Mobile Commons

The Mobile Minute: Polling Station Locator, Mobile Security Holes, and Nokia Expands its Rural Programs

Posted by AnneryanHeatwole on Nov 02, 2010

Today's Mobile Minute brings you the latest mobile news. Mobile Commons helps people find voting stations in the U.S. via SMS, Nokia pushes for rural users, NPR's mobile services win them an Online Journalism Award, and seven out of ten people store sensitive data on their mobile phones – without security measures.

  • Today is election day in the United States, so if you want to find out where your nearest polling station is, check out the Mobile Polling Place Locator by Mobile Commons. Text WHERE (for English instructions) or DONDE (for Spanish instructions) to 30644. You'll be prompted to enter your home address, and then be directed to your local polling center.
  • The New York Times reported on Nokia's Ovi Life Tools program, which uses basic text messages to transmit market and agricultural data to rural mobile owners. The program has already been successful in India, and now Nokia is gearing up to launch a similar program in Nigeria. 
  • The BBC reported on a study from security firm Juniper Networks that found bad news for users worried about mobile security: "In its research covering 6,000 participants spread over 16 countries, Juniper found that 61% of all reported smartphone infections were spyware, capable of monitoring communication from the device. A further 17% were text message Trojans that charge fees to a device's account holder." 

[Mobile Minute Disclaimer: The Mobile Minute is a quick round-up of interesting stories that have come across our RSS and Twitter feeds to keep you informed of the rapid pace of innovation. Read them and enjoy them, but know that we have not deeply investigated these news items. For more in-depth information about the ever-growing field of mobile tech for social change, check out our blog posts, white papers and research, how-tos, and case studies.

Image courtesy Flickr user QiFei

Mobile Commons

Posted by AnneryanHeatwole on Sep 01, 2009
Mobile Commons data sheet 2727 Views
Organization that developed the Tool: 
Main Contact: 
Michael Sabat
Problem or Need: 

Mobile Commons’ software makes it simple to create mobile campaigns and applications, and to connect them to the web, CRM Tools, and other media through a web-based intereface.

Main Contact Email : 
Brief Description: 

Mobile Commons’ software makes it simple to create mobile campaigns and applications, and to connect them to the web, CRM Tools, and other media. Mobile Commons clients focus on cause-related marketing, fundraising campaigns, and advocacy. Mobile Commons provides tools that allow full two-way messaging, integrated audio, and web tie-ins.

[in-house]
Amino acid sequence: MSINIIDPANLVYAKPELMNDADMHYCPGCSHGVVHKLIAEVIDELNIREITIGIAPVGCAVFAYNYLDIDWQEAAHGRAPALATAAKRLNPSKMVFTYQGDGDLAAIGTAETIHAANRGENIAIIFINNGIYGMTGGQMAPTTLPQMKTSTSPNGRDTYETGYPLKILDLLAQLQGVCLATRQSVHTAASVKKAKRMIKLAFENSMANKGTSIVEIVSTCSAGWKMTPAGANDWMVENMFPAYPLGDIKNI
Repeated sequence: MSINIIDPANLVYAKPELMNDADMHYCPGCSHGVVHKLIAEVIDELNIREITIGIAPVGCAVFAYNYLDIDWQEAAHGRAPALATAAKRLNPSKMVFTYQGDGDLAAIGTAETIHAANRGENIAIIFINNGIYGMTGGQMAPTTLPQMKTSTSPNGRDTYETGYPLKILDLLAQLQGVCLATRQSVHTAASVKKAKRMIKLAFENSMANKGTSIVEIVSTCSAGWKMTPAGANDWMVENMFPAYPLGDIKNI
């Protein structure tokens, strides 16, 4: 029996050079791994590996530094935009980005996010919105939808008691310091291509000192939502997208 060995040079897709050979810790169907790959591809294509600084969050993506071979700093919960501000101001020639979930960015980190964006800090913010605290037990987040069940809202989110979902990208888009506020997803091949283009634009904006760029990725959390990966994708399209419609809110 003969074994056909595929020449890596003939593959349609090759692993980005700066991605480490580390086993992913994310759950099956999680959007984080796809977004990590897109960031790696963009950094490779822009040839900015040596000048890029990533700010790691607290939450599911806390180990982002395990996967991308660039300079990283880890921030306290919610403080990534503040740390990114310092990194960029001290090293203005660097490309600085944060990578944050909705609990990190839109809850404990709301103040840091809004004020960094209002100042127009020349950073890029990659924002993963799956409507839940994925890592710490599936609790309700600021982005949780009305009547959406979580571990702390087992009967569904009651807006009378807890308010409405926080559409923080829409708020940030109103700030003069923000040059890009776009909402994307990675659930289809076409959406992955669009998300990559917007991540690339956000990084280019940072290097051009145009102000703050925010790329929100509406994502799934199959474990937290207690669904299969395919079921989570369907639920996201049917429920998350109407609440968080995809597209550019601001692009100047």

Tool Category: 
Is a web-based application/web service
Key Features : 
  • Two-way text campaigns
  • Mobile fundraising
  • Mobile advocacy


Main Services: 
Bulk SMS
Interactive Voice Response (IVR)
Premium SMS and Billing
Voting, Data Collection, Surveys, and Polling
Information Resources/Information Databases
Tool Maturity: 
Currently deployed
All phones -- SMS
All phones -- Voice
Program/Code Language: 
.NET Compact Framework
Organizations Using the Tool: 
  • Oxfam
  • The Humane Society of the United States
  • Sierra Club
  • Carnegie Museums of Pittsburgh


Languages supported: 
Is the Tool's Code Available?: 
Is an API available to interface with your tool?: 
Global Regions: 

Human Rights Campaign Launches Info Line on Corporations

Posted by MattBieber on Dec 21, 2007

Human Rights Campaign, an American NGO focused on gay and lesbian rights, launched a mobile ampaign that allows users to learn about their favorite companies’ inclusiveness policies via text message. Users text in the word “shop” and then the name of a company to receive a text message rating of that company’s policies towards gay and lesbians. (Give the service a whirl: text SHOP and then the name of a company – SHOP KELLOGG, for example – to short code 30644. This service works only in the United States)

Human Right's so-called mData program allows consumers concerned with companies’ policies vis a vis gay and lesbians to get specific information about those companies when they’re considering making a purchase – at a store, while browsing the web, or even when they’re making investment choices.  The data was uploaded in the form of a spreadsheet (in this case, thousands of company-specific ratings).